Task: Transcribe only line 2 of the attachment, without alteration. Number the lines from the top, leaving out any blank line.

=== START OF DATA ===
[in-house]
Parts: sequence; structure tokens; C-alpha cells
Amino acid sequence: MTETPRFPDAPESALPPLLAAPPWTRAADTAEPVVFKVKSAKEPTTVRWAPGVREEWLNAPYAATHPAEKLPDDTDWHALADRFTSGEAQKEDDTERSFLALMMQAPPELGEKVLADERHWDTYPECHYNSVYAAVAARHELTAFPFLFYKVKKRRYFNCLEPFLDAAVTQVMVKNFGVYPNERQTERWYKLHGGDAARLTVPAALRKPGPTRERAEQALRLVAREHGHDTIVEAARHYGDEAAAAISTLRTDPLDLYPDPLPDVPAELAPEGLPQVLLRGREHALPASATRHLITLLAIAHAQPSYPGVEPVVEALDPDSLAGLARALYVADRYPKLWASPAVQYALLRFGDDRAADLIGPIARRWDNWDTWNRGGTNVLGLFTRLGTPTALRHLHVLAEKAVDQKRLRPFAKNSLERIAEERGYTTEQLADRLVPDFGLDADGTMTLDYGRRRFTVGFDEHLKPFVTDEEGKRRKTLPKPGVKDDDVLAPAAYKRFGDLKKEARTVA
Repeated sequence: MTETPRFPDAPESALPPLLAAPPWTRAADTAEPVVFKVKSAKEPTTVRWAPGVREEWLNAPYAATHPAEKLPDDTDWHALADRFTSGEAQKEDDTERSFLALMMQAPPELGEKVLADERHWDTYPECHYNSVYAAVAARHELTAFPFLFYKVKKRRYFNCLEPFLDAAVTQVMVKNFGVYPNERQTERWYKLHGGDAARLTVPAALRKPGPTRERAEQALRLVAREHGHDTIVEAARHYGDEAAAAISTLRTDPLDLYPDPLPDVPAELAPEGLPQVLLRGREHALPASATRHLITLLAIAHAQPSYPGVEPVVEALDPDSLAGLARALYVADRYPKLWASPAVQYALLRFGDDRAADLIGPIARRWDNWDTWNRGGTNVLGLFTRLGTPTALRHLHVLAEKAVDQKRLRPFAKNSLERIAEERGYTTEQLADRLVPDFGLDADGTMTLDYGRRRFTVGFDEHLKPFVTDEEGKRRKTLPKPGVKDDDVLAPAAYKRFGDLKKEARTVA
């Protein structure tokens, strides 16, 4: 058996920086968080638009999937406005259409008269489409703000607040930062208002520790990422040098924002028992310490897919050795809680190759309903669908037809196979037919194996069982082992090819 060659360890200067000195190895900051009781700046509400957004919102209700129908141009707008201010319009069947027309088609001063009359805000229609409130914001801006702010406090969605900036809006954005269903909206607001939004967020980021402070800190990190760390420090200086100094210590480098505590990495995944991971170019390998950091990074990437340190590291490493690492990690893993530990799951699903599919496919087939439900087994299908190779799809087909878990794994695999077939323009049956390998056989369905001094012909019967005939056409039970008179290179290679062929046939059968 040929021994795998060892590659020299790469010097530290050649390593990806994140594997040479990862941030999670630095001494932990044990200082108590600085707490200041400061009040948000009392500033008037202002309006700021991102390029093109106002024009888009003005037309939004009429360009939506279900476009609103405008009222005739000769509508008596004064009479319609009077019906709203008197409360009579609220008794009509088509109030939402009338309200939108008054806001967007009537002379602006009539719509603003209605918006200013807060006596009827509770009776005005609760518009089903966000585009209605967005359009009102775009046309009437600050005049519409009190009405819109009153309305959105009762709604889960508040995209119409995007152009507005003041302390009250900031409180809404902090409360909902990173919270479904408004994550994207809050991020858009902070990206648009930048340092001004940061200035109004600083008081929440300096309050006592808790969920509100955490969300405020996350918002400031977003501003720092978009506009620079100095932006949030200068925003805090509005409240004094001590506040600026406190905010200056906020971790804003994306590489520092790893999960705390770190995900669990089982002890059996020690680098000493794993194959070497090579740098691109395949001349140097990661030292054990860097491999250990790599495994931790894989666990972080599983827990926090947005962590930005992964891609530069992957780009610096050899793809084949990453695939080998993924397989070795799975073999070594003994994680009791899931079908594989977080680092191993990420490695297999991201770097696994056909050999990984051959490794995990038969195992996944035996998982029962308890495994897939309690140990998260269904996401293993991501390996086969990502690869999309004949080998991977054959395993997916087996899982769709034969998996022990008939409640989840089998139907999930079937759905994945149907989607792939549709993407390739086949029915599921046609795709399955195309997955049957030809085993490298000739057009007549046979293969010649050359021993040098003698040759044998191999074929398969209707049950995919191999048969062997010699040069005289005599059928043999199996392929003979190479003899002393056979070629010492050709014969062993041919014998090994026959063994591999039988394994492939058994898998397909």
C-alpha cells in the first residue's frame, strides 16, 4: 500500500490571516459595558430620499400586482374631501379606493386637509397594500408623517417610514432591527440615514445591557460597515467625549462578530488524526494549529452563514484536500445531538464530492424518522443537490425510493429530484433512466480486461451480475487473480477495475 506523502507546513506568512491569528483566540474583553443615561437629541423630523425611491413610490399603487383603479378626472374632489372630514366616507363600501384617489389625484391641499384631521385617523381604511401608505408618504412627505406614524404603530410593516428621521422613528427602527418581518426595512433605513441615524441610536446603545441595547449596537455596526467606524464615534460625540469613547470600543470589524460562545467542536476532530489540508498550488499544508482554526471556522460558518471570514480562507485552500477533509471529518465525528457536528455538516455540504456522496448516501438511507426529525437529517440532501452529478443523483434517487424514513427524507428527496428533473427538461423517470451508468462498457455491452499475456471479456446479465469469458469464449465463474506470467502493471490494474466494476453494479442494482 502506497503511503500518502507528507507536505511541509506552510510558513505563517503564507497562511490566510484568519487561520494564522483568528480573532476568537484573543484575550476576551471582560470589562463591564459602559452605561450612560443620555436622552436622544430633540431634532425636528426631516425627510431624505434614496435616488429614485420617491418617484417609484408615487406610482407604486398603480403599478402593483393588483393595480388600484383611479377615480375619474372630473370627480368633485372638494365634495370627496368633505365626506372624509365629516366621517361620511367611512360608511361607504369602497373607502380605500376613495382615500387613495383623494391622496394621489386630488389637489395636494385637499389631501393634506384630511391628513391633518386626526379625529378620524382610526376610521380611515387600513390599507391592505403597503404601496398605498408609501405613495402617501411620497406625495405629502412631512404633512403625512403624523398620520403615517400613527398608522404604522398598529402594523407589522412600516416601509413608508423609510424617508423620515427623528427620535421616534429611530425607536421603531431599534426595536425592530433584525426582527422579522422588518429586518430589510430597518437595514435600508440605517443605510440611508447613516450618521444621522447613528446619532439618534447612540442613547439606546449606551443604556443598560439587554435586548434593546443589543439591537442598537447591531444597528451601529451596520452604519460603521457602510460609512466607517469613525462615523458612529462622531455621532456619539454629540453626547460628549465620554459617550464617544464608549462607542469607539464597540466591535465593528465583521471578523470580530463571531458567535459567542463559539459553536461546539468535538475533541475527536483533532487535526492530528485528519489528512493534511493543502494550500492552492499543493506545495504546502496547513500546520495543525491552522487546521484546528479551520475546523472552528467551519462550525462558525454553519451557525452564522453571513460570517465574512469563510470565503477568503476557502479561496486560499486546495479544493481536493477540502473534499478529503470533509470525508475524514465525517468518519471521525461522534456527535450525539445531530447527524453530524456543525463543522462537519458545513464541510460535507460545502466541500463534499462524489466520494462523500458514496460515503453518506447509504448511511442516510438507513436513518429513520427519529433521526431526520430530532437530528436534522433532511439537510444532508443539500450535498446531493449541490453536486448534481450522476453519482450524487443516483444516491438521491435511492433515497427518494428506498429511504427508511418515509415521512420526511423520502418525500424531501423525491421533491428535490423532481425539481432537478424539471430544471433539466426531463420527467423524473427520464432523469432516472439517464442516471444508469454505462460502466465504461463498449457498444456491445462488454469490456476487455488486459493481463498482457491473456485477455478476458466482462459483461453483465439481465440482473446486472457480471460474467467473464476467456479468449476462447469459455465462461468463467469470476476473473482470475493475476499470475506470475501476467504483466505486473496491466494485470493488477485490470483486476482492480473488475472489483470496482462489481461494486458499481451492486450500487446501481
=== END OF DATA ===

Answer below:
Parts: sequence; structure tokens; C-alpha cells